LONDON (AP) -- Manchester United vice chairman Ed Woodward acknowledged Wednesday that the soccer club is enduring a "disappointing" season under its new manager, but that the commercial side continues to thrive.
But Woodward said the club was already looking at offloading players in the summer transfer window and strengthening the side that is now being managed by David Moyes.
United plans to "move in the market in a way we haven't seen in recent years," Woodward said on an earnings call as the club released its latest set of financial results.
"We will focus on building a competitive squad that challenge for trophies," Woodward said.
Though United won the English Premier League last season easily, it is languishing in seventh place this, nine points from the crucial fourth spot that would allow the club passage into the lucrative European Champions League tournament.
Off the pitch, though, the New York-listed club continues to benefit from an unprecedented run of success. In the 26 years that Alex Ferguson was manager, United won trophy after trophy. Ferguson retired in May last year.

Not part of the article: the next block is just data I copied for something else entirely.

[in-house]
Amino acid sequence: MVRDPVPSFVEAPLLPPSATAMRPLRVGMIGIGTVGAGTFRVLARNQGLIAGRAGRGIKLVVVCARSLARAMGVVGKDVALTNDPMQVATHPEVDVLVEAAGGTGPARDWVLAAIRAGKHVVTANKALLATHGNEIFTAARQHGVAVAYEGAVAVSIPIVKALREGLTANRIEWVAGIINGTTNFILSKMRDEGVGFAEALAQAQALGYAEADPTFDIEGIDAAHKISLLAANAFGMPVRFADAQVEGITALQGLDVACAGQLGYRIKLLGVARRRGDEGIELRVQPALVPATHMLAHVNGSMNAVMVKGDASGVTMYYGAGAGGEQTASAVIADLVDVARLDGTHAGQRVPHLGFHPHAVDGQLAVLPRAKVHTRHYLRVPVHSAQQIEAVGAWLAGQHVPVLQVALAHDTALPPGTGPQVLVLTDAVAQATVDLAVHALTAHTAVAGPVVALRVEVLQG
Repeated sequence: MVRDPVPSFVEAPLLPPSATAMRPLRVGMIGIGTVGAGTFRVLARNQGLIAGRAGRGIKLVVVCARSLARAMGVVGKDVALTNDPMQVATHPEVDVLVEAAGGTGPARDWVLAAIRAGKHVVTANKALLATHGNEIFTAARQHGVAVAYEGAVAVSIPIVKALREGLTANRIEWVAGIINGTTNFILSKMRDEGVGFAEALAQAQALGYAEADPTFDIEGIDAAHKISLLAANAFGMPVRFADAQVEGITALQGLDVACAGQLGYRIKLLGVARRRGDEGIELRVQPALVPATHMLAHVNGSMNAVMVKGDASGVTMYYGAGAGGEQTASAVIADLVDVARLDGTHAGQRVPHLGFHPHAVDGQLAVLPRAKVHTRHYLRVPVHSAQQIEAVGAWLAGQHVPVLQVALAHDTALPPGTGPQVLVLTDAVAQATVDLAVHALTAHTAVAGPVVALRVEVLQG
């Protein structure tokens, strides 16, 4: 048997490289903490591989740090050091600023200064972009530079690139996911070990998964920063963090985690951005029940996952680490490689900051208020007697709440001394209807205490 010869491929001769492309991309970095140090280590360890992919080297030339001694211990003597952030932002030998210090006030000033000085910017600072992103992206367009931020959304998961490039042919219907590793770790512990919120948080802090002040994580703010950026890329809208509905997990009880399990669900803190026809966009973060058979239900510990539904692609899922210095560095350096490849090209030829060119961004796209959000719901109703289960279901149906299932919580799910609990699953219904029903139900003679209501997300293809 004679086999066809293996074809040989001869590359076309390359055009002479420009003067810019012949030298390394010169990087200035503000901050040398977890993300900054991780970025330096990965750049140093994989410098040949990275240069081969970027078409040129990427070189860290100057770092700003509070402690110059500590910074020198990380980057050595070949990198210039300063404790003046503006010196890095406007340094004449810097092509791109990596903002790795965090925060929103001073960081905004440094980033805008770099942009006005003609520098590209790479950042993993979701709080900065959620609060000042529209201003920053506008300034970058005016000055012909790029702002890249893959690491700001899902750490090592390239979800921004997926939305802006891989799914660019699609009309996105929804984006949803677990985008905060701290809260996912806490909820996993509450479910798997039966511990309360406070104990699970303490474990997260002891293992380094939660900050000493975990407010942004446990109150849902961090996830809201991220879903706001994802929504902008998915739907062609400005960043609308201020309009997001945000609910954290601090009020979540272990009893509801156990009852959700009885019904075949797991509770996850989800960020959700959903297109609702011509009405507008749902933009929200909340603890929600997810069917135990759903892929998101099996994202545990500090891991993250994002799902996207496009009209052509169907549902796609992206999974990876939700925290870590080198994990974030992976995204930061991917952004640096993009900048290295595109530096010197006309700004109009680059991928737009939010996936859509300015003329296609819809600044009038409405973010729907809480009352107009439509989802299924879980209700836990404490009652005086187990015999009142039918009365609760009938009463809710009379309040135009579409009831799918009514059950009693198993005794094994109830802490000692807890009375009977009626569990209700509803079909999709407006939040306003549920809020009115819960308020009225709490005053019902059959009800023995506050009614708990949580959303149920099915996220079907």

In the last six months of 2013, Manchester United's commercial revenue soared 30 percent to 102.2 million pounds ($168 million) as six global sponsorship deals kicked in. Though overall turnover rose by 19 percent to a record 221.4 million pounds during the period, the bottom line showed net profit plummeted 49 percent to 18.7 million pounds because of tax credit issues.
"We once again achieved a record revenue quarter with strong contributions from our commercial and broadcasting businesses despite the current league position, which everyone from the team manager down has acknowledged is disappointing," Woodward said.
"We continue to see meaningful opportunities to grow our commercial business and the popularity of football on TV is leading to continued broadcasting revenue growth — all of which bodes well for the long-term stability and financial strength of our business."
But failure to qualify for the lucrative Champions League next season would be a big blow to the club's prestige, and revenue stream.
What continues to irritate some fans is the debt that didn't exist before the Glazer family, the owners of the NFL's Tampa Bay Buccaneers, bought the club in 2005. But the debt has dropped 3 percent year-on-year to 356.6 million pounds, way down from a high of 716.5 million pounds (then $1.1 billion) in 2008-09.
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